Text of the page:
> Judaism 101 > Lifecycle > Death and Mourning

The Jewish View of Cremation

May 9, 2009 | by Rabbi Shraga Simmons

Death involves not just the body, but also the soul.

With today's high cost of burial – casket, tombstone, plot of land – many are opting for cremation. What is the Jewish position?

Judaism permits only burial. The source for this comes from the Torah, where God tells Adam: “You will return to the ground, for it was from the ground that you were taken.” (Genesis 3:19)

This is reiterated in Deuteronomy 21:23 which insists on burial directly into the ground. By preventing a burial from taking place, one negates this mitzvah.

The body is more than just a physical shell.

The body is to be treated with great respect because it is through the vessel of the physical body that we have fulfilled our mission in life. The body is thus more than just a physical shell; it is a holy instrument.

A Jewish burial honors the body and treats it with respect. The body is watched over and lovingly cleaned. It is placed in simple white shrouds, and then in a coffin of wood.

Cremation, on the other hand, is destructive and denigrating. In the same way we don’t burn holy books, so too the body was a vehicle for the soul and should be treated with gentle respect.

Body and Soul

Upon death, the soul goes through a painful separation from the body, which until now had housed the soul. This process of disengagement occurs as the body decays. Burial allows the soul the time to slowly depart the body and to become accustomed to its new heavenly abode.

This decay is crucial, which is why Jewish law forbids embalming or burial in a mausoleum, which would delay the decaying process.

Jewish law dictates that burial take place as soon as possible after death. (In Israel, funerals often take place on the same day as the death.) Also, Jews are buried in a wooden casket, which decays more rapidly. All this is for the benefit of the soul.

One reason that Judaism prohibits cremation is that the soul would suffer great shock due to an unnaturally sudden disengagement from the body. As the Talmud says, “Burial is not for the sake of the living, but rather for the dead.” (Sanhedrin 47a)

Biblical examples of death by burning are considered examples of disgrace or tragedy (see Genesis 38:24; Leviticus 20:14, 21:9; Joshua 7:15, 25).

After the Holocaust it is imponderable that a Jew could agree to be cremated.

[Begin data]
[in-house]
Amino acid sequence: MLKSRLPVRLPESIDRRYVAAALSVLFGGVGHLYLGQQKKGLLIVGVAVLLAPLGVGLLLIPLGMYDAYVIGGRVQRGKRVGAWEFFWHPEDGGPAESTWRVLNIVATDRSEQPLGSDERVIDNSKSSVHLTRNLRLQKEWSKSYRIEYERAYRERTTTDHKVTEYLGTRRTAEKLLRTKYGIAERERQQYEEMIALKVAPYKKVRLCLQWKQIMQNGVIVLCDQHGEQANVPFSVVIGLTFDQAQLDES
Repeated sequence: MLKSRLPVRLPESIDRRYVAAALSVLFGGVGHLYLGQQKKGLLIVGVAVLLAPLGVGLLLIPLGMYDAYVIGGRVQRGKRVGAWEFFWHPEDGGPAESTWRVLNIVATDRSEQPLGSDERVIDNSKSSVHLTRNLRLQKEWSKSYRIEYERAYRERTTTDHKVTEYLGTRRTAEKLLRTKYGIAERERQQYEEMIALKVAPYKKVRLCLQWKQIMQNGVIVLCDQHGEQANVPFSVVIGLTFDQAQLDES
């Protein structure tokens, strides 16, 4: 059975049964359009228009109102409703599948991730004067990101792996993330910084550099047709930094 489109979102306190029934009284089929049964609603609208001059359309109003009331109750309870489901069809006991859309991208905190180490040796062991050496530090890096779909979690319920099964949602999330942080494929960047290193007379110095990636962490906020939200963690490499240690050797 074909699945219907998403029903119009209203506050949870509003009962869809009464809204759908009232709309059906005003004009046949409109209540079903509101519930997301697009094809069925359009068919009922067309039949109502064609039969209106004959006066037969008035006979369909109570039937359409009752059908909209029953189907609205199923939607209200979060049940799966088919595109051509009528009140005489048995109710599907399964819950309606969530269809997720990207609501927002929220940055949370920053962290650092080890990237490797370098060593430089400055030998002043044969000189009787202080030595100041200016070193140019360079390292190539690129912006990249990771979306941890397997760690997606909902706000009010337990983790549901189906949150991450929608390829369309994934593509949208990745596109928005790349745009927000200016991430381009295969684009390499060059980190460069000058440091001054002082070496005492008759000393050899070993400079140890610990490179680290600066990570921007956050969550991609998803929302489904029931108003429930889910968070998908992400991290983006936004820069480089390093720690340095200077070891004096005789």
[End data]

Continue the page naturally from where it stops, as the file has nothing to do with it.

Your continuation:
People think that cremation is antiseptic and wholesome. “One moment a body, the next moment a sealed urn of fine ashes.” The reality of cremation is more accurately described as a carcass roasting in fire. (Think of the smell when you leave something too long in the oven.) It takes about two hours to roast a human body at 1700 degrees Fahrenheit. And then comes the grinder to make sure that the bones which were not reduced to ashes will fit into the urn. Brooms are then used to sweep out the ashes. (These brooms are not always cleaned well, so different people's ashes are sometimes mixed together. Crematoriums actually have a disclaimer to this fact.)

After the Holocaust it is imponderable that a Jew could agree to be cremated.

What about the millions of Jews cremated in Nazi ovens? The Almighty certainly guarded their souls from needless agony.


Jewish tradition records that with burial, a single bone in the back of the neck never decays. It is from this bone – the luz bone – that the human body will be rebuilt in the future Messianic era when the souls of the departed will be reunited with their bodies.

The idea of resurrection is a fundamental belief of Judaism, as expressed in Maimonides' classical "13 Principles of Faith."

With cremation, that bone can be destroyed, and the resurrection process stymied. Thus the Talmud states that one who chooses cremation will not merit the resurrection.

These are very deep spiritual matters, and it is unwise to get swept away in trends. Although some may not believe in these Jewish traditions, burial is an insurance policy against mistaken belief. This is one decision which can have eternal consequences.


  • Zohar 1:122b
  • Jerusalem Talmud – Moed Katan 3:5
  • Beit Yitzhak – Yoreh Deah 2:195
  • Achiezer 3:72:4
  • Maimonides – Laws of Sanhedrin 15:8
  • Midrash Rabba – Genesis 28:3
  • Mishnah – Sanhedrin 10:1

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